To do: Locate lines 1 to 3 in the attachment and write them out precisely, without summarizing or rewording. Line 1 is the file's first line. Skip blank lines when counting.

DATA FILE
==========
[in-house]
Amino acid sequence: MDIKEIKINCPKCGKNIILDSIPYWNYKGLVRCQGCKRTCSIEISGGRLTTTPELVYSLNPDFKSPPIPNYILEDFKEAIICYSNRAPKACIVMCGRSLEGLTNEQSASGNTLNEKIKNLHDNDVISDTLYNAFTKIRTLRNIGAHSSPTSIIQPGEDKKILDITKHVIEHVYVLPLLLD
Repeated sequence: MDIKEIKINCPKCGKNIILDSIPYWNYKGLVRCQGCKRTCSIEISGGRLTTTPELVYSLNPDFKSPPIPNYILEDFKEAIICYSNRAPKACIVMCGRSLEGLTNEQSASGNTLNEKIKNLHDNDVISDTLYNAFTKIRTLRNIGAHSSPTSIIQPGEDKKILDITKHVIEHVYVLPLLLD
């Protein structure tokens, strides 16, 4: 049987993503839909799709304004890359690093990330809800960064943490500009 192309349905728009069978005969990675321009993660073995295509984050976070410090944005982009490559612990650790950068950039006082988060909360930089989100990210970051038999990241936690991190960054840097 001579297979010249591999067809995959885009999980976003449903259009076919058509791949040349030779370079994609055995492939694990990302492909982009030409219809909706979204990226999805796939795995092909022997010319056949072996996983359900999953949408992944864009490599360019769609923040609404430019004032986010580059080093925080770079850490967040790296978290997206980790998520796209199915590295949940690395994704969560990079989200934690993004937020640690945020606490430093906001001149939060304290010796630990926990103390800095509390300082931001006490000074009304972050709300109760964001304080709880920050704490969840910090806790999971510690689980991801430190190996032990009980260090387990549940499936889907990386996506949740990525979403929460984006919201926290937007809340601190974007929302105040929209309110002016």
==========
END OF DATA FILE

[in-house]
Amino acid sequence: MDIKEIKINCPKCGKNIILDSIPYWNYKGLVRCQGCKRTCSIEISGGRLTTTPELVYSLNPDFKSPPIPNYILEDFKEAIICYSNRAPKACIVMCGRSLEGLTNEQSASGNTLNEKIKNLHDNDVISDTLYNAFTKIRTLRNIGAHSSPTSIIQPGEDKKILDITKHVIEHVYVLPLLLD
Repeated sequence: MDIKEIKINCPKCGKNIILDSIPYWNYKGLVRCQGCKRTCSIEISGGRLTTTPELVYSLNPDFKSPPIPNYILEDFKEAIICYSNRAPKACIVMCGRSLEGLTNEQSASGNTLNEKIKNLHDNDVISDTLYNAFTKIRTLRNIGAHSSPTSIIQPGEDKKILDITKHVIEHVYVLPLLLD